Review copy provided by developer
It’s no secret that cyberpunk can have a very strong horror bent. The merging of machines with flesh is quintessential body horror, after all, and you can’t deny the creeping dread of soulless dystopias and unrestrained capitalism. Observer is one of the more notable titles to take a stab at cyberpunk horror, by way of the developers behind Layers of Fear. That originally gave me pause, as I am no fan of that particular romp. And while this one shares some of the same weaknesses, its robust story and improved pacing make it a journey worth seeing through.
Dan Lazarski is a very special detective with the Krakow Police Department, known as an Observer. In the grim, neon future of eastern Europe this means he’s wired to invade people’s brain-bits and experience what they did. This is super useful for investigating murders, which is perfect because something very un-good is going down in a slummy apartment building under lockdown. Dan’s going to have his cyber-hands full sorting out the twisting mess of clandestine connections and machinations there, and on top of that his checkered past is coming back to haunt him. He’s also voiced by Rutger Hauer, who brings some appreciated gravel to the role but sounds like he’s too old for this shit, like beyond the actual direction I’m sure he got to sound “too old for this shit.”
Observer is a first-person horror adventure, much in the same vein as 90% of the indie horror titles cluttering Steam these days. Unlike those titles, however, this one features an incredible visual style and level of polish that should be immediately apparent. Layers of Fear’s strong suit was its visuals, and they’ve only improved for this outing. The apartment complex where the game is set is a vision of futuristic squalor, a 20th-century brick edifice painted and wallpapered countless times, peeling and crumbling from neglect, jury-rigged with exposed wiring, and beaten by the rain of a dystopian corporate metropolis. Layered over this antiquity is a veneer of gleaming neon and networked wonders, forming a sharp disconnect between eras in the very halls you walk.
It’s a great setting for any game, but Observer makes the most of it to ramp up the intensity of its tale. Dan’s been sent to investigate the place because of a lockdown, possibly cause by the deadly phage. This is a strange disease that afflicts those with implants, and so all the residents must remained locked up in their residences. You can speak with them through their kitbashed intercoms, and what you’ll get in return is a cross-section of neuroses and tragedy. The folks that end up in a futuristic flophouse are a motley bunch, and despite some cartoonish voice work have some very interesting stories to share. They’ll also point you towards the dark secrets of the complex, excesses of the digital age that have defined new atrocities to inflict upon the undeserving. Some of what you find here will be grim indeed, and it only gets grimmer the further in you get.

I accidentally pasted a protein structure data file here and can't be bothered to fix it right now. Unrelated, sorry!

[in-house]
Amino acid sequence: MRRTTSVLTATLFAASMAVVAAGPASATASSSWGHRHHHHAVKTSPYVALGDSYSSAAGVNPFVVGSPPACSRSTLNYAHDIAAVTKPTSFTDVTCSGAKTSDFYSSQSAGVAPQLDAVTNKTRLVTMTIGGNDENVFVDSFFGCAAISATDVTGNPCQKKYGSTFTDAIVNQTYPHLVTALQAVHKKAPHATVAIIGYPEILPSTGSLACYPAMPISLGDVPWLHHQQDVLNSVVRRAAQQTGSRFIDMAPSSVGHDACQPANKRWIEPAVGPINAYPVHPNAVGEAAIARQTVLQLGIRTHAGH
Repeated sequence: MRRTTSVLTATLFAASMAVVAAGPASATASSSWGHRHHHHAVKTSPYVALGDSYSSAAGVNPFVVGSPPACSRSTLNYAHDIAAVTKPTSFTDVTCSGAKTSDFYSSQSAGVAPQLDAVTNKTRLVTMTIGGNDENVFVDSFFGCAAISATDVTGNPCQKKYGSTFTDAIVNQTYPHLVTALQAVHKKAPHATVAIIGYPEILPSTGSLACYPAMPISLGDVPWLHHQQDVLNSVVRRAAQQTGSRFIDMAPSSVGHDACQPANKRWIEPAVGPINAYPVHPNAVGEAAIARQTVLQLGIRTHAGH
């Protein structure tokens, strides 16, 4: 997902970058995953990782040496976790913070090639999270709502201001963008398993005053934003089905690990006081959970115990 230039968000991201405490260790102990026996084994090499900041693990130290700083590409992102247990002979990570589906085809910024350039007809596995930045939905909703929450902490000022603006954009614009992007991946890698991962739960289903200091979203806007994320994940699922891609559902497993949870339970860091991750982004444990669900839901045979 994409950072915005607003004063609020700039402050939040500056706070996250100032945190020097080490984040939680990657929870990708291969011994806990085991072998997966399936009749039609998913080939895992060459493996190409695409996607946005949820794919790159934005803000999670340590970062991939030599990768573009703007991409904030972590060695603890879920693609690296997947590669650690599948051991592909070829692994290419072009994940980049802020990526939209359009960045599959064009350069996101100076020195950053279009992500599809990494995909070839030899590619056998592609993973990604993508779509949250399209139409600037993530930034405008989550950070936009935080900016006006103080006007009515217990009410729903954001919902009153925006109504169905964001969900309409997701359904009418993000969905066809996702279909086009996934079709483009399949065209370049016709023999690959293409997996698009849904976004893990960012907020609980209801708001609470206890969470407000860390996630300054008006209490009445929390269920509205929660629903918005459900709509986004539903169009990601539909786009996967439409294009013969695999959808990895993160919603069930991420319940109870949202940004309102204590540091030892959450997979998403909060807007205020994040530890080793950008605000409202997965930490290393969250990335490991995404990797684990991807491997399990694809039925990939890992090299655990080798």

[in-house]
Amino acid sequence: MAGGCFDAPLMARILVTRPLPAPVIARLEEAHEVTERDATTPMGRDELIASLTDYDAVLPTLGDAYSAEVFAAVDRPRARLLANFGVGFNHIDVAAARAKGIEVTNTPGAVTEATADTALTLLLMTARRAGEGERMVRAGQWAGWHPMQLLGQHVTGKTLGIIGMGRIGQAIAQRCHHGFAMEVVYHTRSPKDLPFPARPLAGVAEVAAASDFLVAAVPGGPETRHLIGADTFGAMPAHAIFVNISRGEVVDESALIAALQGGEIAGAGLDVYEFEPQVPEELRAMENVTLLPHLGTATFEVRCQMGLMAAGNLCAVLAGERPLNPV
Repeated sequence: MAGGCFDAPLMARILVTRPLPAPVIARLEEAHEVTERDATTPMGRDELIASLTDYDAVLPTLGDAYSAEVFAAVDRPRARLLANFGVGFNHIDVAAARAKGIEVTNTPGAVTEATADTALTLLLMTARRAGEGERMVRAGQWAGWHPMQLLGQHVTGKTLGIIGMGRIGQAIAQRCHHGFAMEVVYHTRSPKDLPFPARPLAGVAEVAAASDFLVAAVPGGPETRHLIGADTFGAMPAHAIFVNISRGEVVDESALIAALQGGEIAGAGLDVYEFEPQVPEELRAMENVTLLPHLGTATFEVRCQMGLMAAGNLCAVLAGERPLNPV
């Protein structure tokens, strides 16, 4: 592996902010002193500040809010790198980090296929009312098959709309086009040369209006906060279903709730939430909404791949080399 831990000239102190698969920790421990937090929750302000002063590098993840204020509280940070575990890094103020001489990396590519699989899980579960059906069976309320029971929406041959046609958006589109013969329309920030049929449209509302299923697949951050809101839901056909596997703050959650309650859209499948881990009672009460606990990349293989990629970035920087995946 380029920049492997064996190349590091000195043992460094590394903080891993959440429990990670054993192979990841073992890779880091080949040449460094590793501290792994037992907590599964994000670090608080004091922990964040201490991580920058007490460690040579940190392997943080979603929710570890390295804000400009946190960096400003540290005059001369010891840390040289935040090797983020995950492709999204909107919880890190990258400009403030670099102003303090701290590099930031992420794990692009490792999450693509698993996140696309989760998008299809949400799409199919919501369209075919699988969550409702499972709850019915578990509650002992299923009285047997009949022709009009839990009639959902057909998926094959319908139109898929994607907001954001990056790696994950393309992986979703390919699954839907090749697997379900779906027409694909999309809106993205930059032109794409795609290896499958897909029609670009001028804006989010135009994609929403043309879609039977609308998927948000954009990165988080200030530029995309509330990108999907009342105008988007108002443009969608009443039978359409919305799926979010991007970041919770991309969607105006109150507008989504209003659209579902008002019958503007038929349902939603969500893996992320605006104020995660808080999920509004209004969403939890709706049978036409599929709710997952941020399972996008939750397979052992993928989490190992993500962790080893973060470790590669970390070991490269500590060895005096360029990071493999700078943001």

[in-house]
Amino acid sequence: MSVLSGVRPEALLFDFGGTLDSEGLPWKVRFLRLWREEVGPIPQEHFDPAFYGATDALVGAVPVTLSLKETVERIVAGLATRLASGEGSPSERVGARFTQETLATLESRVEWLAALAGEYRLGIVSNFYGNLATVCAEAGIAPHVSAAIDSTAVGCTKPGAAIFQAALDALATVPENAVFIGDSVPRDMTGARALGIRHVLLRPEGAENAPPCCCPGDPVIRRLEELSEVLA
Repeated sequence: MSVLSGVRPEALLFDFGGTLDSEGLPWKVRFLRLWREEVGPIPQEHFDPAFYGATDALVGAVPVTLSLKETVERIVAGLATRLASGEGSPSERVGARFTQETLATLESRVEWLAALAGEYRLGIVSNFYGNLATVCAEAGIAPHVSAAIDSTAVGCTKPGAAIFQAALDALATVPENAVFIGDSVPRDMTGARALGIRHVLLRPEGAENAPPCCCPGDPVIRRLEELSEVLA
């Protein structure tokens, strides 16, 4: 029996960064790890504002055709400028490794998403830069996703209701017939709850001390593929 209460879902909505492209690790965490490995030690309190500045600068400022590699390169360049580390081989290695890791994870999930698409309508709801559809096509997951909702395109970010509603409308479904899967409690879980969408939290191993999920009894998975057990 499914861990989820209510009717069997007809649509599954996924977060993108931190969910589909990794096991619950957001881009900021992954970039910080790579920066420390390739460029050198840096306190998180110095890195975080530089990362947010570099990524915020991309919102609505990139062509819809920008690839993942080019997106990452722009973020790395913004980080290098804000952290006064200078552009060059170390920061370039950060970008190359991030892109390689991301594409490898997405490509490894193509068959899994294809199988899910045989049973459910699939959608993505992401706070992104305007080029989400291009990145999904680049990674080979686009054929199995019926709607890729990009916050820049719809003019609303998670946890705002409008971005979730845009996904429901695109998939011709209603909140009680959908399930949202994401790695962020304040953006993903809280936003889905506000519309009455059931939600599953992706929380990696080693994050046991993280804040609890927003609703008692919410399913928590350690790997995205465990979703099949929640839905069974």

Combing the complex and speaking with the residents forms a major part of the gameplay, which can make it feel like nothing’s happening for significant stretches of the game. That all changes when you reach a crime scene and plug into the victim’s mind, which dumps you into a digital nightmare world to sort out. Unlike the investigations, these sequences have little direction and involve you moving forward through brutal vignettes on an unclear path to the clue you’re trying to uncover. The atmosphere and presentation here is top-notch, but be aware that much of the actual horror hinges on jumpscares and stingers. This is where the game seems the most like Layers of Fear, and it’s not a flattering comparison, especially when Dan’s own neuroses start mixing in and making it hard to distinguish reality from imagined threats.
Fortunately there’s more to the game than just that. You have two special vision modes that let you scan biological or technological points of interest for additional evidence or backstory. You can also find terminals that hold story snippets and bits of world-building, along with a remarkably addictive puzzle game to play in your spare time. There are photos and other collectibles to find, and plenty of residents to speak to that are in non-essential areas. From this perspective the game honestly works better as an adventure title than a horror one, as the scares tend to be the weakest part of the design. I was certainly creeped out and uncomfortable in many parts, but the brunt of the jumpscares and spooky rooms fell flat for me. It was the story I was here for, and it was good enough to keep me chugging along.
Overall, Observer is a solid package that just might not be solid in the ways you’re hoping. The setting is fantastic and fully-realized, the story draws from the darkest, most depraved parts of cyberpunk, and the graphics and sound design really sell the whole thing. But it can drag a bit when it’s not being scary, and when it does try to be scary it tries a little too hard. It’s not obnoxious like Layers of Fear was, and in fact it shows a lot of maturation since those heady days of dolls slamming face-first into cabinets. Observer is a step in the right direction and a fine cyberpunk adventure, and those with weak constitutions will find it a frightful jaunt as well.